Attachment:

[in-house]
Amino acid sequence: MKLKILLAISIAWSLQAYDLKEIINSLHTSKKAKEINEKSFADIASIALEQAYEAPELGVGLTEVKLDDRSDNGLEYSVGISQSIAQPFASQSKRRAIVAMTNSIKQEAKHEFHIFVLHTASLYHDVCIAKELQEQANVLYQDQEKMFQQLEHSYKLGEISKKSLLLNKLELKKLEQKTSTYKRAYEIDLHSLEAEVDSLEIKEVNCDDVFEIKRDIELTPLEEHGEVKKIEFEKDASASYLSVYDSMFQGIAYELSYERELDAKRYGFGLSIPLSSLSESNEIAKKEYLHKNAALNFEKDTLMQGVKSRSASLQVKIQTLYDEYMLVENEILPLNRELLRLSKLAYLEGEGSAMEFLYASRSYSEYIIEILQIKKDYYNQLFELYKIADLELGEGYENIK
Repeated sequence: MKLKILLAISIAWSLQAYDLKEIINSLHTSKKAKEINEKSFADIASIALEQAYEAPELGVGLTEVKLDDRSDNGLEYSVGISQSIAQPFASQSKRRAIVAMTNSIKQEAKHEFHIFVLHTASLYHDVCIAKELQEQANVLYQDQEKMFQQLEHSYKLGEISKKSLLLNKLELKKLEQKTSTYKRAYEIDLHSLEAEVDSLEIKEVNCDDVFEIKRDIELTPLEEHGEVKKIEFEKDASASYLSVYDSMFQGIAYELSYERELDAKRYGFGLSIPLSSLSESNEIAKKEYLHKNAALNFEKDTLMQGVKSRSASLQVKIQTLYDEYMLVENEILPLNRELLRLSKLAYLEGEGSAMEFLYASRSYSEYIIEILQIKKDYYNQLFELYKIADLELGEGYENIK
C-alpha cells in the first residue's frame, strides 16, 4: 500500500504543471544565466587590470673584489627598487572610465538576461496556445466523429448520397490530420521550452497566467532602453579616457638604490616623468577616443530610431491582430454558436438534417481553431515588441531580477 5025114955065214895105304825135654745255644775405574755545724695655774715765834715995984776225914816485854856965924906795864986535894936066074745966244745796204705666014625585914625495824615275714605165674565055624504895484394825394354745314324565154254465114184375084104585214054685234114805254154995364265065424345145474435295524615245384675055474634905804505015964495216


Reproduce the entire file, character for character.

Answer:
[in-house]
Amino acid sequence: MKLKILLAISIAWSLQAYDLKEIINSLHTSKKAKEINEKSFADIASIALEQAYEAPELGVGLTEVKLDDRSDNGLEYSVGISQSIAQPFASQSKRRAIVAMTNSIKQEAKHEFHIFVLHTASLYHDVCIAKELQEQANVLYQDQEKMFQQLEHSYKLGEISKKSLLLNKLELKKLEQKTSTYKRAYEIDLHSLEAEVDSLEIKEVNCDDVFEIKRDIELTPLEEHGEVKKIEFEKDASASYLSVYDSMFQGIAYELSYERELDAKRYGFGLSIPLSSLSESNEIAKKEYLHKNAALNFEKDTLMQGVKSRSASLQVKIQTLYDEYMLVENEILPLNRELLRLSKLAYLEGEGSAMEFLYASRSYSEYIIEILQIKKDYYNQLFELYKIADLELGEGYENIK
Repeated sequence: MKLKILLAISIAWSLQAYDLKEIINSLHTSKKAKEINEKSFADIASIALEQAYEAPELGVGLTEVKLDDRSDNGLEYSVGISQSIAQPFASQSKRRAIVAMTNSIKQEAKHEFHIFVLHTASLYHDVCIAKELQEQANVLYQDQEKMFQQLEHSYKLGEISKKSLLLNKLELKKLEQKTSTYKRAYEIDLHSLEAEVDSLEIKEVNCDDVFEIKRDIELTPLEEHGEVKKIEFEKDASASYLSVYDSMFQGIAYELSYERELDAKRYGFGLSIPLSSLSESNEIAKKEYLHKNAALNFEKDTLMQGVKSRSASLQVKIQTLYDEYMLVENEILPLNRELLRLSKLAYLEGEGSAMEFLYASRSYSEYIIEILQIKKDYYNQLFELYKIADLELGEGYENIK
C-alpha cells in the first residue's frame, strides 16, 4: 500500500504543471544565466587590470673584489627598487572610465538576461496556445466523429448520397490530420521550452497566467532602453579616457638604490616623468577616443530610431491582430454558436438534417481553431515588441531580477 5025114955065214895105304825135654745255644775405574755545724695655774715765834715995984776225914816485854856965924906795864986535894936066074745966244745796204705666014625585914625495824615275714605165674565055624504895484394825394354745314324565154254465114184375084104585214054685234114805254154995364265065424345145474435295524615245384675055474634905804505015964495216